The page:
Each & Every Day
It’s not usual for me to dream of friends and family long gone. To conjure up ghost from my past to delivery me messages or words of encouragement. Last night I dreamed of my mother. I suppose it came from the lengthy conversation me and my oldest had earlier. I fixed her a pot of chicken and dumplings, one of my mom’s signature recipes. And she was razzing me about how it was almost as good as Granny’s.
As a kid, my mom always washed her hair and ours in the kitchen sink. My mom always had hard sharp nails, which I always found very soothing on my scalp. So in my dream I was washing my mom’s hair. She didn’t speak much but I noticed she wasn’t much older than she was when she passed. While oddly enough, I was the age in which I am today. I remember telling her as I rinsed the soap out of her salt and pepper hair. That we were going to be the same age soon and that it wouldn’t be too long before I’d be older than her. She just smiled while she laid there.
I’ve thought long and hard about that dream. Trying to dig up some nugget of information my sub-conscience was trying telling me. The subject of death comes up a lot in my conversations. Too often as my family likes to point out. But when faced with parents that died at a fairly young from pretty much the same illnesses you currently suffer. The thought does cross your mind. I like to think of these things as a reminder of the fallibility in which we all live.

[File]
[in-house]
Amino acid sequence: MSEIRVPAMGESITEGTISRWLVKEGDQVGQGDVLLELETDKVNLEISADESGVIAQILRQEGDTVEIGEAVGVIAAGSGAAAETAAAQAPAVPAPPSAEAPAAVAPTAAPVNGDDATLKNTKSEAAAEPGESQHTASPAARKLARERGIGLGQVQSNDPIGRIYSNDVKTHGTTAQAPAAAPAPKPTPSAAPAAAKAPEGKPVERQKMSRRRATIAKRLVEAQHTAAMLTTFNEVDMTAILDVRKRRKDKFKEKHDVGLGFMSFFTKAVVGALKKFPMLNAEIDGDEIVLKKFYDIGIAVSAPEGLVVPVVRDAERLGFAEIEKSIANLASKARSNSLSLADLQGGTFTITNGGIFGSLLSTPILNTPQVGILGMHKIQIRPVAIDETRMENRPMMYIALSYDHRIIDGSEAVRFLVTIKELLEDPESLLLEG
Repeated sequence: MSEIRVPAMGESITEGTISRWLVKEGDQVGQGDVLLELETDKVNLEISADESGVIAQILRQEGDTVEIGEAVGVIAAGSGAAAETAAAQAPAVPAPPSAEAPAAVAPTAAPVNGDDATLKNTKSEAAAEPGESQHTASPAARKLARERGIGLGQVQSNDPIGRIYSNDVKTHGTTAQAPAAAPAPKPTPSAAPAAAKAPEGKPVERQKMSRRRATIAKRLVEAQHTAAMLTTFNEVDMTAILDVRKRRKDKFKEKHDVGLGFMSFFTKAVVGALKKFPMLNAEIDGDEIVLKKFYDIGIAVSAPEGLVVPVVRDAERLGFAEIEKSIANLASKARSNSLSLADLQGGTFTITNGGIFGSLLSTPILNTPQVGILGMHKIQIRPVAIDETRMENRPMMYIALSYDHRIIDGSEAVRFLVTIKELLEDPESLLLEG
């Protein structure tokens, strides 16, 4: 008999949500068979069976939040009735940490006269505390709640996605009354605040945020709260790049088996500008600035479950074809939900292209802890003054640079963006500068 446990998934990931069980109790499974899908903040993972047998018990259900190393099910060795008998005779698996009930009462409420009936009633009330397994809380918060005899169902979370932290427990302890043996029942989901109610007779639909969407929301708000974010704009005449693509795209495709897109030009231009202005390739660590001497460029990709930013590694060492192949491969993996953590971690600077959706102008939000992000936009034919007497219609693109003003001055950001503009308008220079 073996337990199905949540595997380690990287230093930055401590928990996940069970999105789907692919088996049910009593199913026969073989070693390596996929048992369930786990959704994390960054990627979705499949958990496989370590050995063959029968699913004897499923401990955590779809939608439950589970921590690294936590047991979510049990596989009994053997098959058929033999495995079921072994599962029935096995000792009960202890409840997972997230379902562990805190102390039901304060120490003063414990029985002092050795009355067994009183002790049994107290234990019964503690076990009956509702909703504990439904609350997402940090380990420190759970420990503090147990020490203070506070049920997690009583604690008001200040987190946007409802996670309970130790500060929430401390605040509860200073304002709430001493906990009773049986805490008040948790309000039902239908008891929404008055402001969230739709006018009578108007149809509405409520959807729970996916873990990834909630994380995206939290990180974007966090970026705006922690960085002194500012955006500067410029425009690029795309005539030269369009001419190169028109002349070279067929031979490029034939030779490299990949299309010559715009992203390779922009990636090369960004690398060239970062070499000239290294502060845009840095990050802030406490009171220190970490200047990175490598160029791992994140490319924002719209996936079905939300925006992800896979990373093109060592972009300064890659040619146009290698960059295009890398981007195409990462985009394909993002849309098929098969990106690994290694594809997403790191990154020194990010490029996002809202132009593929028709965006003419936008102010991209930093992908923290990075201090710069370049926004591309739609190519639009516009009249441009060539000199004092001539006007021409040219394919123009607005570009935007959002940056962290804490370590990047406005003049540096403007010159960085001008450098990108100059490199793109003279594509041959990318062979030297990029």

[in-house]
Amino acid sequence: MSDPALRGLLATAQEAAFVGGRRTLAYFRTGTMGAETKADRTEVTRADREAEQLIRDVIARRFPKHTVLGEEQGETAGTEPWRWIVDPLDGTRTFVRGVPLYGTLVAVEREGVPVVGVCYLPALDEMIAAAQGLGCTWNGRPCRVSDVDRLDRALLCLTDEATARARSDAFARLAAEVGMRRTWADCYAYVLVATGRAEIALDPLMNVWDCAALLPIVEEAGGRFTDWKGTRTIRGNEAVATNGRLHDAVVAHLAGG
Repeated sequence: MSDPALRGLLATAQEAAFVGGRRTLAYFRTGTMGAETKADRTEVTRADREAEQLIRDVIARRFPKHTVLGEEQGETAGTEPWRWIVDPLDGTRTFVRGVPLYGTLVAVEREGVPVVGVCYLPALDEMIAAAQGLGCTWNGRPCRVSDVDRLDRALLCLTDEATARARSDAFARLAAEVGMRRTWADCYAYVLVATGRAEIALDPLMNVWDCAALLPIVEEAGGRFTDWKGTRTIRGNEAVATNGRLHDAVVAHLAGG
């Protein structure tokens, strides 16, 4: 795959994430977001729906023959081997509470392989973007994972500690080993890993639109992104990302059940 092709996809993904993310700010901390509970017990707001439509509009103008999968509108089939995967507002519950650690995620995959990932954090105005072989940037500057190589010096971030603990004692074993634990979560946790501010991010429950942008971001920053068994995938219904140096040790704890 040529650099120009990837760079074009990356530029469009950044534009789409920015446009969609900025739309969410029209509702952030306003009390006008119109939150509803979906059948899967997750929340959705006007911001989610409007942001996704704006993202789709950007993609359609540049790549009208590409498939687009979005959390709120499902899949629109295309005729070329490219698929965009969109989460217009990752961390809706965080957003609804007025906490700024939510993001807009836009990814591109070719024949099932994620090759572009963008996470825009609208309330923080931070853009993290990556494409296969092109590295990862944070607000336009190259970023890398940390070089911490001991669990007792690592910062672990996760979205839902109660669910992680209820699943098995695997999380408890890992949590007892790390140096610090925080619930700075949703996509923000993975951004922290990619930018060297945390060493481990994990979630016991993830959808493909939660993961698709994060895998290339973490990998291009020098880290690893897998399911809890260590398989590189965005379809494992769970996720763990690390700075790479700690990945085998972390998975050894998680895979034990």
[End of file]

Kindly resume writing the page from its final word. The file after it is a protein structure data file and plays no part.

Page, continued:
Instead of thinking of death in it’s most fearful of terms. I take it as a positive. In that being aware of my current physical state keeps me conscious of the responsibility I have to live life each and every day. Too often we let the things that make us the happiest slip through our fingers. Simple things like texting a heart emoji to a friend or stopping by your daughter’s and eating supper, even if you weren’t hungry. We worry about our own little bubbles so much we forget the greater truth. That memories make up the fabric of who we are. Good or bad, the legacy we leave behind forms the impressions that shape the here and now.
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FD Thornton, Jr
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